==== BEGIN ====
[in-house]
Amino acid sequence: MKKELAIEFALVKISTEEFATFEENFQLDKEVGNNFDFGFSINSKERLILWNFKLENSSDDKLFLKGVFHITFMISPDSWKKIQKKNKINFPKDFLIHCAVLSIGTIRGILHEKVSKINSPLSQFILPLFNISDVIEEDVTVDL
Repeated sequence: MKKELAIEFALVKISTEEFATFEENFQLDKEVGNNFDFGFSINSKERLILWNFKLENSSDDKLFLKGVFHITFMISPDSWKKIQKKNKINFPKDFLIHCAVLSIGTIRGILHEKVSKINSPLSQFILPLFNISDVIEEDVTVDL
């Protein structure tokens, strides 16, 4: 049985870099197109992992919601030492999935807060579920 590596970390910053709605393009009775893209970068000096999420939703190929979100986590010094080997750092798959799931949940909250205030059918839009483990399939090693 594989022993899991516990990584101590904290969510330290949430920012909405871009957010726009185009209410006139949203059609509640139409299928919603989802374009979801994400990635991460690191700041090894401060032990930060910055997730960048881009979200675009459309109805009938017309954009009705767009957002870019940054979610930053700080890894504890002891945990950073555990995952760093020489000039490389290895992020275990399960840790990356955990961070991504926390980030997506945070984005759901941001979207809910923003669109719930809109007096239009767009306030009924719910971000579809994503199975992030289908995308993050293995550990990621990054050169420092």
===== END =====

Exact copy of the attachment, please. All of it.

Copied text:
[in-house]
Amino acid sequence: MKKELAIEFALVKISTEEFATFEENFQLDKEVGNNFDFGFSINSKERLILWNFKLENSSDDKLFLKGVFHITFMISPDSWKKIQKKNKINFPKDFLIHCAVLSIGTIRGILHEKVSKINSPLSQFILPLFNISDVIEEDVTVDL
Repeated sequence: MKKELAIEFALVKISTEEFATFEENFQLDKEVGNNFDFGFSINSKERLILWNFKLENSSDDKLFLKGVFHITFMISPDSWKKIQKKNKINFPKDFLIHCAVLSIGTIRGILHEKVSKINSPLSQFILPLFNISDVIEEDVTVDL
């Protein structure tokens, strides 16, 4: 049985870099197109992992919601030492999935807060579920 590596970390910053709605393009009775893209970068000096999420939703190929979100986590010094080997750092798959799931949940909250205030059918839009483990399939090693 594989022993899991516990990584101590904290969510330290949430920012909405871009957010726009185009209410006139949203059609509640139409299928919603989802374009979801994400990635991460690191700041090894401060032990930060910055997730960048881009979200675009459309109805009938017309954009009705767009957002870019940054979610930053700080890894504890002891945990950073555990995952760093020489000039490389290895992020275990399960840790990356955990961070991504926390980030997506945070984005759901941001979207809910923003669109719930809109007096239009767009306030009924719910971000579809994503199975992030289908995308993050293995550990990621990054050169420092």